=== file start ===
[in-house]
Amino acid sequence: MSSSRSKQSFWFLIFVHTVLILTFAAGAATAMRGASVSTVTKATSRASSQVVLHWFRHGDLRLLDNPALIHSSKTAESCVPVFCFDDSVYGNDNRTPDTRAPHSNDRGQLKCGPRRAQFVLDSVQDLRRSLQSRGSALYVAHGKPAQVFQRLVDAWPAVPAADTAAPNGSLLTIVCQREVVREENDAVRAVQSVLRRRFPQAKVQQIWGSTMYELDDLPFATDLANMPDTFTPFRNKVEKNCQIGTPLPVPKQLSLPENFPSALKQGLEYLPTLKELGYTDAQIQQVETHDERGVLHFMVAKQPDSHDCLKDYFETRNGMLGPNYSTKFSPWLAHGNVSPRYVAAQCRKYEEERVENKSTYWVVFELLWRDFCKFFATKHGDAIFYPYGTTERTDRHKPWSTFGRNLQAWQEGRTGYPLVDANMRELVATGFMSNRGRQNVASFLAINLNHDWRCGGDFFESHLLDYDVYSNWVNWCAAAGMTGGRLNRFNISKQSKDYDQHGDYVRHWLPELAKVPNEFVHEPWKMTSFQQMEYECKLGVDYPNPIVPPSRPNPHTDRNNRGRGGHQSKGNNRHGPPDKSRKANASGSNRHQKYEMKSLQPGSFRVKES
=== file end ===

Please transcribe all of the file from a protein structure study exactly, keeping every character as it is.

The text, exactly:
[in-house]
Amino acid sequence: MSSSRSKQSFWFLIFVHTVLILTFAAGAATAMRGASVSTVTKATSRASSQVVLHWFRHGDLRLLDNPALIHSSKTAESCVPVFCFDDSVYGNDNRTPDTRAPHSNDRGQLKCGPRRAQFVLDSVQDLRRSLQSRGSALYVAHGKPAQVFQRLVDAWPAVPAADTAAPNGSLLTIVCQREVVREENDAVRAVQSVLRRRFPQAKVQQIWGSTMYELDDLPFATDLANMPDTFTPFRNKVEKNCQIGTPLPVPKQLSLPENFPSALKQGLEYLPTLKELGYTDAQIQQVETHDERGVLHFMVAKQPDSHDCLKDYFETRNGMLGPNYSTKFSPWLAHGNVSPRYVAAQCRKYEEERVENKSTYWVVFELLWRDFCKFFATKHGDAIFYPYGTTERTDRHKPWSTFGRNLQAWQEGRTGYPLVDANMRELVATGFMSNRGRQNVASFLAINLNHDWRCGGDFFESHLLDYDVYSNWVNWCAAAGMTGGRLNRFNISKQSKDYDQHGDYVRHWLPELAKVPNEFVHEPWKMTSFQQMEYECKLGVDYPNPIVPPSRPNPHTDRNNRGRGGHQSKGNNRHGPPDKSRKANASGSNRHQKYEMKSLQPGSFRVKES